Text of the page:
EU weighs banning Huawei from all 5G networks

The restrictions are caused by security concerns that include Huawei conducting cyber-espionage

Photo: EPA

The European Union is reportedly considering to ban Huawei from participating in the trading bloc’s next-generation mobile networks in a move that might both worsen company's troubles in a vital market and prevent Europe from remaining competitive with other regions when it comes to 5G networks. 

According to Reuters' sources, talks are still at the early stages and it’s not clear how feasible such a policy would be across the EU’s Member States, but its the European Commission that is reportedly mulling over the ban out of fears of security backdoors that could be exploited by China. Thus, one option under consideration is to change a 2016 Cybersecurity Law requiring businesses working on critical infrastructure to take tighter security measures. If the definition of “critical” infrastructure is widened to include 5G networks, then any non-European company, not just Huawei, would be excluded from operating in the space.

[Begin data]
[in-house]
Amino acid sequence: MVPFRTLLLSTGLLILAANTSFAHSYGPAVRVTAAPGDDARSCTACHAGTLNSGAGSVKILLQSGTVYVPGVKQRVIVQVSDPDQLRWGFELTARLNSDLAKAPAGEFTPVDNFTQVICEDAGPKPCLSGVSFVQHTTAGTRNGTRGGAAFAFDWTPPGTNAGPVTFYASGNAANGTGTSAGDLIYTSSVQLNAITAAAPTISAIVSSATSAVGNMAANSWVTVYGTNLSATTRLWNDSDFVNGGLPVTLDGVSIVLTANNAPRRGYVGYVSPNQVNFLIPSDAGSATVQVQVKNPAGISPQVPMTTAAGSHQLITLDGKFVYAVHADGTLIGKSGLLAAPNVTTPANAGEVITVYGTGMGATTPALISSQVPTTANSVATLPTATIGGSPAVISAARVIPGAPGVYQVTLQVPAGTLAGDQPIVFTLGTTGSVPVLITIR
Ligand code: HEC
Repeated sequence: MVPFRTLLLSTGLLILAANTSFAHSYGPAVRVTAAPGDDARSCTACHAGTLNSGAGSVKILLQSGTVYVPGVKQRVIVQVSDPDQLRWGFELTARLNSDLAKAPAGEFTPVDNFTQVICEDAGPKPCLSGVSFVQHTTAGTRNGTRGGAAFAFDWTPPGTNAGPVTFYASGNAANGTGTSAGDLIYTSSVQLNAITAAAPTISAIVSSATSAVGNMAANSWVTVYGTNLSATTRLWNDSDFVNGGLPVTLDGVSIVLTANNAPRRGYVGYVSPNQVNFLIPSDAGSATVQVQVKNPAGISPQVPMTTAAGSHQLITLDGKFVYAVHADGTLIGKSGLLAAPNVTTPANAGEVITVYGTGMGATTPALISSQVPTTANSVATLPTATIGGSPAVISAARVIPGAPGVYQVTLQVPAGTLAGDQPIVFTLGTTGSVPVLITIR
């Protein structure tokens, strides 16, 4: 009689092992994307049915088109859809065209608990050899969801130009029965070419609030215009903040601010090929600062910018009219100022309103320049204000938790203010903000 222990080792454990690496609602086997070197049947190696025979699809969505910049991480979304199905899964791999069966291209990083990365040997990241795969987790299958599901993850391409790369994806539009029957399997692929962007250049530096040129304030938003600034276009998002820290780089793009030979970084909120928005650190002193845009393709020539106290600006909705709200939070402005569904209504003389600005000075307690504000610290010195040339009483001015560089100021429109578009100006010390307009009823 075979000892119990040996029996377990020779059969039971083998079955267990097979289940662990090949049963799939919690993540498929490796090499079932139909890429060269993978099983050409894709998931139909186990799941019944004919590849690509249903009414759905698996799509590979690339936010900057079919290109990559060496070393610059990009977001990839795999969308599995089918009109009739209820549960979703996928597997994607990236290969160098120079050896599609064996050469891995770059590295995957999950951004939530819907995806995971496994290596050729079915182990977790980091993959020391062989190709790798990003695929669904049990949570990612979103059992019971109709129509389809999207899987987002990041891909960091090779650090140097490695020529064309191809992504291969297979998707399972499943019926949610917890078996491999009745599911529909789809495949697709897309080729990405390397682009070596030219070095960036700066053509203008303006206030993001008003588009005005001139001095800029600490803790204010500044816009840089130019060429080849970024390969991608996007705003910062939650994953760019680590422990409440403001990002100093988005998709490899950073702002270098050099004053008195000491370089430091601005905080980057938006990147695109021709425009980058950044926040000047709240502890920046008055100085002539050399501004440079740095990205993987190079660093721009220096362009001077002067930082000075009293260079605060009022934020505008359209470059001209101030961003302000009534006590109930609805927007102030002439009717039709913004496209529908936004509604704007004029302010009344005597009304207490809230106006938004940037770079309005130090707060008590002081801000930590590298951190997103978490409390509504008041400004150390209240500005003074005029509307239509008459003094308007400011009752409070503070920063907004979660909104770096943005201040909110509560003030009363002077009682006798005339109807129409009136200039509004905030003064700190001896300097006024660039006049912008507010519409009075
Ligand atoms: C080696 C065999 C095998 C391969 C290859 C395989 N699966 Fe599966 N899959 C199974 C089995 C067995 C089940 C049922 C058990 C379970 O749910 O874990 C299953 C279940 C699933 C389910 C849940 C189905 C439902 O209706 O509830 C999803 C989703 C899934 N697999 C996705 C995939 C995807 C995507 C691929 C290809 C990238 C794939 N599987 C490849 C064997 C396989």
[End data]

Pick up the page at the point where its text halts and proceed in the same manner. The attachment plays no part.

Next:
News comes amid wide-spread rumors that the trade body for global mobile communications companies - the Groupe Spéciale Mobile Association (GSMA) also considers the prospect of Huawei’s technology being excluded from key markets as the beleaguered communications giant faces regulatory scrutiny across the world. 

As Europost reminds, such a ban comes as no surprise since the US, Australia and New Zealand already barred China’s Huawei on national-security grounds from supplying equipment for next-generation mobile networks, such as 5G. To have a de-facto ban on the equipment in the European Union, however, could have more far-reaching ramifications. And they might hurt Europe's telecommunication infrastructure and markets far more than Huawei's financial state. In particular, the ban could prevent Europe from remaining competitive with other regions, seeing how 5G also has implications for connected factories, self-driving vehicles, and more. Overall, the ban could set mobile operators back several years.

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